When switching a dog over from commercial dog food to BARF, the dog's body may begin the process of ridding itself of toxins and impurities as it adjusts to the intake of proper nutrients.  This process is called detox.   Depending on the overall health of your dog, detox may last one week, one month or even several weeks...or not even at all.  The most common symptoms of detox include vomiting, diarrhea, bad breath and itchy skin.  It is normal for any of these detox symptoms to get worse before they get better...just don't give up and hang in there.  Keep your dog as comfortable as possible during this process.  Go slow on introducing new foods, to make sure there are no allergies.  Pure pumpkin in the can (not pumpkin pie filling) works magic to firm stools quickly.  Provide plenty of fresh water, but limit excessive water intake immediately after meals, as your dog may regurgitate.  Give plenty of Vitamin E and C (the C to bowel tolerance) to help boost his/her immune system. 

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Why is my dog drinking less water daily?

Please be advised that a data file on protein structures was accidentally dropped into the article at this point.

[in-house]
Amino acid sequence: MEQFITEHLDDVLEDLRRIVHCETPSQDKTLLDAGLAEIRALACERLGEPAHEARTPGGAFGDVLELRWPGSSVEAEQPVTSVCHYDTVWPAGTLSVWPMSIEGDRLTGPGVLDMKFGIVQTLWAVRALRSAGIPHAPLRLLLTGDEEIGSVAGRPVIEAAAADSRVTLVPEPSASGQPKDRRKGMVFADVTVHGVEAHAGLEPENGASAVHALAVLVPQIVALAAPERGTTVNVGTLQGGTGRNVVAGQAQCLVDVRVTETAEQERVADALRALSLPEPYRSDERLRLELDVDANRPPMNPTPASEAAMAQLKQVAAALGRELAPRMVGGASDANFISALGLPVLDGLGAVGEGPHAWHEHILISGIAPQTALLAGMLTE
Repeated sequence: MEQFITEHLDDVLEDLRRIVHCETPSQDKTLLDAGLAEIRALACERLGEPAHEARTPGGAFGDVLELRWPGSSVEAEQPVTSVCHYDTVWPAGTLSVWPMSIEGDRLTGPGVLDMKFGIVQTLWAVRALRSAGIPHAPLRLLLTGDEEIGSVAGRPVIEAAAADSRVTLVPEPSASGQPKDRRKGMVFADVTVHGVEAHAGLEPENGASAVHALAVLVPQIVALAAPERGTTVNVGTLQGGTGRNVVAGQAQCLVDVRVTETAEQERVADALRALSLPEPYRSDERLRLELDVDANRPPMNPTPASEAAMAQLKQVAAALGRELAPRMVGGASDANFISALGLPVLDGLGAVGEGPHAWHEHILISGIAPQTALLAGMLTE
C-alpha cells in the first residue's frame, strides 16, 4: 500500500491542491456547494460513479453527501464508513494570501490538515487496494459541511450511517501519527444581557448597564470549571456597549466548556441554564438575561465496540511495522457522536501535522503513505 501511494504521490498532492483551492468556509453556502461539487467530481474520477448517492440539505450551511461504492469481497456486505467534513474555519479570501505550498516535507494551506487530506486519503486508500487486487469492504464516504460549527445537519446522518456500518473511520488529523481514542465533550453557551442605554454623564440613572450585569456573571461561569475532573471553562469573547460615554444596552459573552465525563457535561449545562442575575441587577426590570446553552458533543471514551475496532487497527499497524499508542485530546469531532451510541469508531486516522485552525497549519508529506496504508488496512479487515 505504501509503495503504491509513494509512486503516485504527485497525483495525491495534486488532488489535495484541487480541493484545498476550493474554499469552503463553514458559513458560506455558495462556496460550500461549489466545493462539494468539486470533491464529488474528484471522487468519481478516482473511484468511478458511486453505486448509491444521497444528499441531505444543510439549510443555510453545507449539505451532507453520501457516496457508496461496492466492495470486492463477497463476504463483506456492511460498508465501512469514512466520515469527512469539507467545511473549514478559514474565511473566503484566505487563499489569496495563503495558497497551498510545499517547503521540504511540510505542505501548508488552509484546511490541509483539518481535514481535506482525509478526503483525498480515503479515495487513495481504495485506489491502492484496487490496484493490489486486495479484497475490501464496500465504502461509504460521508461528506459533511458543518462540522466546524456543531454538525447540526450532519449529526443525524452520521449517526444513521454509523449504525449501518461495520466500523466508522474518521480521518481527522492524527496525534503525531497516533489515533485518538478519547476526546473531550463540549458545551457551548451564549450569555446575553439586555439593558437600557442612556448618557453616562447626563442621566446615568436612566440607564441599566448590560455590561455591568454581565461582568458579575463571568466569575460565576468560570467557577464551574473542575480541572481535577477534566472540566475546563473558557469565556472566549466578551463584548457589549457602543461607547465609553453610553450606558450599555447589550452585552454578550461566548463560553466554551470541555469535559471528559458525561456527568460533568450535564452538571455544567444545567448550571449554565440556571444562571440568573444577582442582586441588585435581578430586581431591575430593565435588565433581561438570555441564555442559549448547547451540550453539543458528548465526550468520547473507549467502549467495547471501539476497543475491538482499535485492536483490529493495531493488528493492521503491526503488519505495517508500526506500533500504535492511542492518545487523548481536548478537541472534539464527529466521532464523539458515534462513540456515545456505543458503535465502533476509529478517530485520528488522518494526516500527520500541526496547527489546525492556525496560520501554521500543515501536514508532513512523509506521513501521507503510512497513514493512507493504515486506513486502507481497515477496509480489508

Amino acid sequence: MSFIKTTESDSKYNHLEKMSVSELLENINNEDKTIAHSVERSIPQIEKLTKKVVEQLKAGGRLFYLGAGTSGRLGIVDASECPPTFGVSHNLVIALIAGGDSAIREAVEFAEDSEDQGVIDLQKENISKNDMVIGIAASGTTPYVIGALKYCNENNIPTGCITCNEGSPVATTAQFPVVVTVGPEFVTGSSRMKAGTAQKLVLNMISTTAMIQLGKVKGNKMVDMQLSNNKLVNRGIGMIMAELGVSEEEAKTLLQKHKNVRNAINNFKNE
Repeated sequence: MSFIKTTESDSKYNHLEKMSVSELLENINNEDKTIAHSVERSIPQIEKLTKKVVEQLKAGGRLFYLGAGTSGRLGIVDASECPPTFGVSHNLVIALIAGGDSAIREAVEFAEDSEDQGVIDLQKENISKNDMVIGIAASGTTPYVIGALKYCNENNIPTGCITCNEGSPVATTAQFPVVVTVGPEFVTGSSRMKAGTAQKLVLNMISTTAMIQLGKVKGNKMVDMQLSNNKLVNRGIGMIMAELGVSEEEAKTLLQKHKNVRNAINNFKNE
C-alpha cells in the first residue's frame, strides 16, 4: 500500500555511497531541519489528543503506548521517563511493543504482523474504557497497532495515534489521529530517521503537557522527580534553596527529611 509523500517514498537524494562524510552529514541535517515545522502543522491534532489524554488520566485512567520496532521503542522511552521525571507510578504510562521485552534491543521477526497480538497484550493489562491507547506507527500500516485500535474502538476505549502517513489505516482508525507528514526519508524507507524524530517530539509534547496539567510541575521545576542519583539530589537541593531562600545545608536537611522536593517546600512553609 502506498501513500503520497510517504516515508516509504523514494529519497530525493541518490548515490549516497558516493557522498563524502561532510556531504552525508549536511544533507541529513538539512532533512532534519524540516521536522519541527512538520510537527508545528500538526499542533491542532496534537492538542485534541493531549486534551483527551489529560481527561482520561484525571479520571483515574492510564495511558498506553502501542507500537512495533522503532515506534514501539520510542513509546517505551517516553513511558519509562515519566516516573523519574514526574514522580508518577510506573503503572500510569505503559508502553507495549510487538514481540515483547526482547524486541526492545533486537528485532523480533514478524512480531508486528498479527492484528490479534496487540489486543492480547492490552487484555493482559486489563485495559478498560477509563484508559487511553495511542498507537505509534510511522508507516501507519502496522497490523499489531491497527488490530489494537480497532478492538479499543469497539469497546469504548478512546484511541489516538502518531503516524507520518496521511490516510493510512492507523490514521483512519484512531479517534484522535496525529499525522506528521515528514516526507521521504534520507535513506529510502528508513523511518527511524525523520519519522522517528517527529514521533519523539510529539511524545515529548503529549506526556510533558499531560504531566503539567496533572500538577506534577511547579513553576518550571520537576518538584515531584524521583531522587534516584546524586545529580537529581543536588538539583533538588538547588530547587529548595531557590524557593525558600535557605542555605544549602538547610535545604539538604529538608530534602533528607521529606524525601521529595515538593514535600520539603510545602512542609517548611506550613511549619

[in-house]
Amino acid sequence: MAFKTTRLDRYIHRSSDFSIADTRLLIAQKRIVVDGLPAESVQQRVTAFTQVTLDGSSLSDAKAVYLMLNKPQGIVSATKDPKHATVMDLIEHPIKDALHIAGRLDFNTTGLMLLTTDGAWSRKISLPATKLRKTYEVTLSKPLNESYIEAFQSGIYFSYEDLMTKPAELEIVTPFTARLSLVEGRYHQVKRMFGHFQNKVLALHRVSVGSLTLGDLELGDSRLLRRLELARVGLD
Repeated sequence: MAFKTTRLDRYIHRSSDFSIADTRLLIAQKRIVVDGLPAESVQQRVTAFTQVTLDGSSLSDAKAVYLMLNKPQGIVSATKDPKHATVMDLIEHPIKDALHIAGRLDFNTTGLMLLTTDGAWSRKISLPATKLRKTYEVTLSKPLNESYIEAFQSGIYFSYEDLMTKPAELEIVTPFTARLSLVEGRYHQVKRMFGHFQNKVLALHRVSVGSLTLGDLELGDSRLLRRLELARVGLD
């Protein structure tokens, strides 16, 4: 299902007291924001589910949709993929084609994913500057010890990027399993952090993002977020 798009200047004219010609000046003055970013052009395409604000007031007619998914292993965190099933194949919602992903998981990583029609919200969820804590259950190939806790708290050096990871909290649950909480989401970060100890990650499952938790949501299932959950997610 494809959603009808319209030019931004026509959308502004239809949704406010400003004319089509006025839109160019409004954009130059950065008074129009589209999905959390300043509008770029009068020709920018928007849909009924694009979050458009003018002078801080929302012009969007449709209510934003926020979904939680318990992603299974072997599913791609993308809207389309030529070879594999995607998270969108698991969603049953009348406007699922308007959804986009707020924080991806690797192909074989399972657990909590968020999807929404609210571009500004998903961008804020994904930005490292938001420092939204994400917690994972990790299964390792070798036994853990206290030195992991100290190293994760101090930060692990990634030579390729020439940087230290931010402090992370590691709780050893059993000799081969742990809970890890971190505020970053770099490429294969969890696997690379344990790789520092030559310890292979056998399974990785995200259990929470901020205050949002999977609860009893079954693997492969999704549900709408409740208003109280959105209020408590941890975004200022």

Don’t worry - there is no reason to be concerned.   Raw food is naturally full of live water!  All the moisture needed to digest raw food is contained in raw food! Although a lower sodium intake is part of the reason that our BARFing dogs drink less water, the real reason is that raw food has not had the water removed like cooked food or kibble has.  The different between kibble and canned dog food is the water content...they leave the water in the canned and dry out the kibble. It takes a lot of water to re-hydrate those little nuggets! In addition, the excessive toxins in processed foods require more water for the body to eliminate...without those toxins, your dog will need less water.

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How do you measure food when switching from kibble to BARF?

Try starting with around 2 to 3% of your dogs bodyweight (more for pups - up to about 10% for them) and adjusting from there.  It is not an exact science and every dog is different so be prepared to adjust as you go along.  Not getting it quite right is not really a problem as long as you accompany this with observation of your dog so you can watch for changes (losing/gaining weight).

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Why do I need to separate  certain food items, like RMBs, veggies and grains?